The Block Island Times
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Better than Summer?

By Martha Ball | Feb 05, 2013

The last Saturday in January was not really better than summer, it was winter and it was cold as befits late January. The snow that fell in still air in the beginning of the week was that most unusual snow, landing in a thick blanket and staying in place overnight, rather than falling into wind and being swept from the fields into great drifts rising wherever is most inconvenient. It blew around a bit the next day but mostly settled in the cold.

A waxing moon on the fallen snow did not give a luster of mid-day to objects below, instead it filled the air with reflected light and created a fairytale world as some of us would have it, a middle earth between the saccharine talking bluebirds that flutter through the perfect forests of Disney and the inarticulate ogres that lurk in the dark woods of the Brothers Grimm.

The fields were not mowed last year, they are not level and white and giving themselves to visions of wild creatures roaming, but the growth is winter sparse and the tracks of both deer and trucks are solid bands amidst the dry grasses. In the morning light deer will emerge, dusky as the brittle goldenrod and milkweed and burgeoning bayberry, but in the moonlight creatures more fantastical move about just beyond the range of sight.

The air stayed frigid, not as it has been other years when it has stormed this same week but solidly below freezing. The ground turned hard, the wind blew but the sun shone, and it was days before the earth absorbed and held the cold, it was a month into the season and the days were lengthening and the sun inching out of its lowest southern arc before winter settled.

It snowed again, softly, at week’s end and left a soft covering untouched at mid-day. Someone had been into the first of the four little houses on the way to the beach but beyond that first drive the road is untouched but for the tracks of deer and long feet, unwebbed, that must be the pheasants who live in the underbrush.

The path to the beach is pristine, the site of beach fires — that one supposes are more path fires — that danced high and orange in the night only a couple of weekends ago is covered; a few charred pieces of wood and an ever-growing pile of wood beside the road, waiting to be thrown into future flames, with just a few charred pieces of wood giving away the unlikely locale.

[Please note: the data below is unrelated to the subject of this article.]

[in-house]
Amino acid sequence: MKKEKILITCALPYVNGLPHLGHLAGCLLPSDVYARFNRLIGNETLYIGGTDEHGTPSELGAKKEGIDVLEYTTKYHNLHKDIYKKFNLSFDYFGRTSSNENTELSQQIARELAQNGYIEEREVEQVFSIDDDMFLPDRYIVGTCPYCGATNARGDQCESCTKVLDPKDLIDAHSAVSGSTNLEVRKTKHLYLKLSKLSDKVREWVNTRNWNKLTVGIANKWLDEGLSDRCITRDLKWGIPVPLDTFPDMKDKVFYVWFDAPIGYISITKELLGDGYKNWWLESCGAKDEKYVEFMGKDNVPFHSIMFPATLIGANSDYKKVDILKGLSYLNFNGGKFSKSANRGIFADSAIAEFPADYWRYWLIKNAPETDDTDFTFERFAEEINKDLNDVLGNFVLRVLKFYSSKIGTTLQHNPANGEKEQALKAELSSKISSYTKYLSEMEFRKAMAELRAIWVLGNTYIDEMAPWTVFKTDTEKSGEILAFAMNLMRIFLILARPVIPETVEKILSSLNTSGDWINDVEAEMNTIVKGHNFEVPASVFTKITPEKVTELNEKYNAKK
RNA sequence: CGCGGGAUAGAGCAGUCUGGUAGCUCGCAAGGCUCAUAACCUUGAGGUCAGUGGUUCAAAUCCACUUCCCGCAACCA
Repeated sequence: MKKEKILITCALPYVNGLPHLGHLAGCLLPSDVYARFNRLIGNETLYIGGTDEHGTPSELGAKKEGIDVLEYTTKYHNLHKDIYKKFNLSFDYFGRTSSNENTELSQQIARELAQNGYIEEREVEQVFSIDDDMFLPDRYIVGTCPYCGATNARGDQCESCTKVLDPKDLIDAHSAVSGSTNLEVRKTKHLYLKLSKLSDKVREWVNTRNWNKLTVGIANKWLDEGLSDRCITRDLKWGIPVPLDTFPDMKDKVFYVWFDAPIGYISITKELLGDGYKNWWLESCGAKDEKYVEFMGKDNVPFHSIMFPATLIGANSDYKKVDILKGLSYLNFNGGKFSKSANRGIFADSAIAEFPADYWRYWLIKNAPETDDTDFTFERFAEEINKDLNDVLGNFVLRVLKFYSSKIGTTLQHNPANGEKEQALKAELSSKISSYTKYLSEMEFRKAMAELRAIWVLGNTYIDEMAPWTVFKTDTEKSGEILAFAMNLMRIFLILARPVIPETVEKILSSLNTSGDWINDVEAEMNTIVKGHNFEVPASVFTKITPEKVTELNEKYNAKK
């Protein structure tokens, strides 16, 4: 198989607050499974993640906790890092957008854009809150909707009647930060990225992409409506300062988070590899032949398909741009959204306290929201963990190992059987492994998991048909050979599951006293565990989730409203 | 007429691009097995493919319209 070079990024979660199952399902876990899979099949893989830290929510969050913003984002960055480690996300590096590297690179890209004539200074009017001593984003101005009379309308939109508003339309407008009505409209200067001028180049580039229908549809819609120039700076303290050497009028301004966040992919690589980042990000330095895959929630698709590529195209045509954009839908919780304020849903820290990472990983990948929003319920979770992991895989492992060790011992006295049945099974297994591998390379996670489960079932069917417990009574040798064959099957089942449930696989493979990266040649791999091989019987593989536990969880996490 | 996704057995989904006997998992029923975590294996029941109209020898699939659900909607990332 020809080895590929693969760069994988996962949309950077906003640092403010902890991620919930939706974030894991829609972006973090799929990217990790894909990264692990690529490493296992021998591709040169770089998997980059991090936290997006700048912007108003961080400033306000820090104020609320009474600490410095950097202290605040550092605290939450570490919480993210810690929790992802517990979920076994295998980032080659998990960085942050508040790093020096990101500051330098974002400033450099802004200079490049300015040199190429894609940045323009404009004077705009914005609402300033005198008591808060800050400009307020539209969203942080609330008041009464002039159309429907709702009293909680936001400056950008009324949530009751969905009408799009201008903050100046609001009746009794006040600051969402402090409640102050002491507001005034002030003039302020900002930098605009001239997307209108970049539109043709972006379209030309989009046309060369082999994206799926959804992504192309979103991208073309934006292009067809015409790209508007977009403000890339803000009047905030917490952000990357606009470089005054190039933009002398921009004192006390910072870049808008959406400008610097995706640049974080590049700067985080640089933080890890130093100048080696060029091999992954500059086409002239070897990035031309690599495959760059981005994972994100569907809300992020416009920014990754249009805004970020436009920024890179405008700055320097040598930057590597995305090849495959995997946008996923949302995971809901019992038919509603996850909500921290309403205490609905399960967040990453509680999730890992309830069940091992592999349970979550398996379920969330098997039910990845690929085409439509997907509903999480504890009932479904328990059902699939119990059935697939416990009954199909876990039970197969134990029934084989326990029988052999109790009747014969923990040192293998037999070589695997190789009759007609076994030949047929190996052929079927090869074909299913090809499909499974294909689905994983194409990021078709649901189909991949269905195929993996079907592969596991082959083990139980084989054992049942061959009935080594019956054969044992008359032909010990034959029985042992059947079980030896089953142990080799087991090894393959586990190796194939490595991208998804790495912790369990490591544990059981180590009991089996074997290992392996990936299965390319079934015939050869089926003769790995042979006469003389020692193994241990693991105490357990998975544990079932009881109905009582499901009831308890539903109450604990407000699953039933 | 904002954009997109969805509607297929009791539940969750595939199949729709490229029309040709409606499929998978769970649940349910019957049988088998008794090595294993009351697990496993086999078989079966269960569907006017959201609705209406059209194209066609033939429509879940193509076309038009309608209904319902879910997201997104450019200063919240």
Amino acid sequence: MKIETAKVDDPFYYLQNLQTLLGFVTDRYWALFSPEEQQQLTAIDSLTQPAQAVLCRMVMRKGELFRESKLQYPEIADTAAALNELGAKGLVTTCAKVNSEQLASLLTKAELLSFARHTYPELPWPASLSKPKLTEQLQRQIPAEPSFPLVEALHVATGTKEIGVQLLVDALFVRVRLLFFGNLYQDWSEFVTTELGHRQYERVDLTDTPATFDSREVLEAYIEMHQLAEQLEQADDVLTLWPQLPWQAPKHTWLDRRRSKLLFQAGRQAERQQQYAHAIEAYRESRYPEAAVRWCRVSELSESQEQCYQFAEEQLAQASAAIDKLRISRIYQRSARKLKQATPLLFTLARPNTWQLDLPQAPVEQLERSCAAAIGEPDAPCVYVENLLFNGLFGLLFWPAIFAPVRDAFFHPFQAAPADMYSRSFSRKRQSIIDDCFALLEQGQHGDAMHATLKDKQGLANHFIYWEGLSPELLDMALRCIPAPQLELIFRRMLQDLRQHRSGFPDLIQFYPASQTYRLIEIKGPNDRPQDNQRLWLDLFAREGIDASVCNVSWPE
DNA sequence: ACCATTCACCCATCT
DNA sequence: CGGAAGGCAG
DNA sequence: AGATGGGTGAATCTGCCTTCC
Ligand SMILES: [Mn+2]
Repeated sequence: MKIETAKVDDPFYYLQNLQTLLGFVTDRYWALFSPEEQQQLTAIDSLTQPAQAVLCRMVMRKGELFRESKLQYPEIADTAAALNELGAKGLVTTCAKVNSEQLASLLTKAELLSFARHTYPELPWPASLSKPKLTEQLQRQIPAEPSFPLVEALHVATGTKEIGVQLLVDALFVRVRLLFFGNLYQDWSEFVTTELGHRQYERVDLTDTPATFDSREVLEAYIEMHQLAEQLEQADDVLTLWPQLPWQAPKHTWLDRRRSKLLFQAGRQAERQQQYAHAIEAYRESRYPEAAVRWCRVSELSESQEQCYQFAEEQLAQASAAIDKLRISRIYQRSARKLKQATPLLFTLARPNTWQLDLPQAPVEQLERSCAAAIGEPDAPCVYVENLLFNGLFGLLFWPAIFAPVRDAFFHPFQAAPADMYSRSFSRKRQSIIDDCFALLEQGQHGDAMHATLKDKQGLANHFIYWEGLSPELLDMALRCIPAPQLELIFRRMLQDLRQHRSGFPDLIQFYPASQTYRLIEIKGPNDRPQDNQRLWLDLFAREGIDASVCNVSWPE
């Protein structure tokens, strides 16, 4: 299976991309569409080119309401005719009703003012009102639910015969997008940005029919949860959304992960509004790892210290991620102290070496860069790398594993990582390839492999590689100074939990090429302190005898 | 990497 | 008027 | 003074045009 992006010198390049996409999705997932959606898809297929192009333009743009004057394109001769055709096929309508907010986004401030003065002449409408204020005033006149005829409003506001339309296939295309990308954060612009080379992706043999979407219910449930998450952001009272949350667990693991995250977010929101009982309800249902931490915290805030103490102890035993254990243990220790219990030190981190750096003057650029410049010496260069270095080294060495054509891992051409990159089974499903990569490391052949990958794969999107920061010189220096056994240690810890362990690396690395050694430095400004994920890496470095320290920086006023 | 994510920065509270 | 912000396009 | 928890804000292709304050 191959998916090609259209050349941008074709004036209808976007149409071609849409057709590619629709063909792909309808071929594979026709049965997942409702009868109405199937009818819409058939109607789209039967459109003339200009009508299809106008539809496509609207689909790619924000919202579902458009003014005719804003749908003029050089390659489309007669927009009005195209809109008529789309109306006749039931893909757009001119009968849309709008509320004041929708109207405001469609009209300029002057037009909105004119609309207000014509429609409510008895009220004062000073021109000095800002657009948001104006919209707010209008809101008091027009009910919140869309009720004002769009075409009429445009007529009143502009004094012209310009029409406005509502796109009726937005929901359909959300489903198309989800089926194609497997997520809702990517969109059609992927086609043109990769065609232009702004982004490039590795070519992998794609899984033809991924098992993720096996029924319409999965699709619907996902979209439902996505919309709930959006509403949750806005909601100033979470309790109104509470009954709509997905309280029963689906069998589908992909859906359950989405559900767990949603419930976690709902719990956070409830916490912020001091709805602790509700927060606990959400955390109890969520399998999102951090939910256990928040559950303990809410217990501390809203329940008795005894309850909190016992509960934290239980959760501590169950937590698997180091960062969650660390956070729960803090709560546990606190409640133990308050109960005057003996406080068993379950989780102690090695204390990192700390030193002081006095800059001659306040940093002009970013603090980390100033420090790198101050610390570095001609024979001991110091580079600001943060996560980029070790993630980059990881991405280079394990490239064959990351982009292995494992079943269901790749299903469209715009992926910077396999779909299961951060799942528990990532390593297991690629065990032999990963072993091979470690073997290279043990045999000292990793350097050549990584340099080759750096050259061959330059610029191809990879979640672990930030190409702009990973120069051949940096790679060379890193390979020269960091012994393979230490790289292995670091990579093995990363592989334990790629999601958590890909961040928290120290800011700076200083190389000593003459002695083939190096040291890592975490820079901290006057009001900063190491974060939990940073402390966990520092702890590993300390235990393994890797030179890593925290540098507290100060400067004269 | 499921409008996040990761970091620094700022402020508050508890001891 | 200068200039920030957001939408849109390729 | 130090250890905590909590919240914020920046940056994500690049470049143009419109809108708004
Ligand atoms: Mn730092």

It is the beach, though, that is truly untouched, untraveled, in a way it never is. Even on the earliest of summer mornings there are footprints left from the previous days, and too often tire tracks from the night. It is, even on a cold sunny windy end of January day, briefly better than summer, every yesterday erased by the thin layer of new snow.

It is cold and windy but I remember a day a few years ago when it was much worse, ten above zero, that I met a high school student leaving the beach carrying photography equipment, which seemed crazy in and of itself. Then he said he had been filming his friends and classmates out on the water, surfing.

To the north, where those surfer kids would have been, the skim coat of snow cannot offer an illusion of healing. The dunes are sharp, again, sheared, the shore covered with banks of rocks, the cut in the land just before Jerry’s Point as raw as it was the morning after Sandy, when most attention was on the shattered roads and buckled dock and uncertain harbor entrance.

I think of the beach grass torn out, of the miles of roots strewn along the shore, thrown further up the path than I’d ever seen the tide reach. There are piles of it still, under the snow.

There is something about the beach, eerie and quiet even in the sunny wind. The dog continues to snuffle around, dancing in the snow, searching for imagined treasures just beneath its surface. She hasn’t it in her to be bad, but I tire of her single minded determination to find something, anything, and click the leash to her collar.

A few short days later she is stopping at every puddle as dogs are wont to do, as though each has a special taste, like pools of fine wine there for the lapping. The temperature has turned, it is crazily warm, climbing into the fifties but the new warmth comes in a day of little sunlight and the land is sodden, the awful dark wet it is in March, when it looks nothing if not wounded by the winter. The snow has melted, the frost is turning the earth soft and spongy underfoot, muddy where there is any vehicular traffic. There are black clots along the road shoulders, I think at first too many deer hoof prints in the sod but realize it is just the aftermath of plowing, all the dregs pushed off the pavement with the snow, unnoticed until the thaw.

There is a bit of drying wind, lowering the level of the puddles before the next mass of rain pushes its way east toward us, wind that will turn stronger later, the battering, rattling wind of winter.

At day’s end the air is full of moisture, the land and sea and sky all run together, muted by the descending fog, and the golden lights of the harbor seem to float in the blue air of twilight. It may be the end of January, wet and windy with more cold promised after this messy thaw, but there is a full three-quarters of an hour more sunlight than there was when this season began, and tomorrow the sun will rise, even if behind a curtain of rain, before seven and will not set until after five, not really better than summer but a sure trend in the right direction.

Comments (1)
Posted by: Lorraine Sanchez Doten | Feb 12, 2013 16:52

I just want to say that here in Tampa,I saw my first  Robins in the front yard so you all should be seeing them on the Island within the next few weeks


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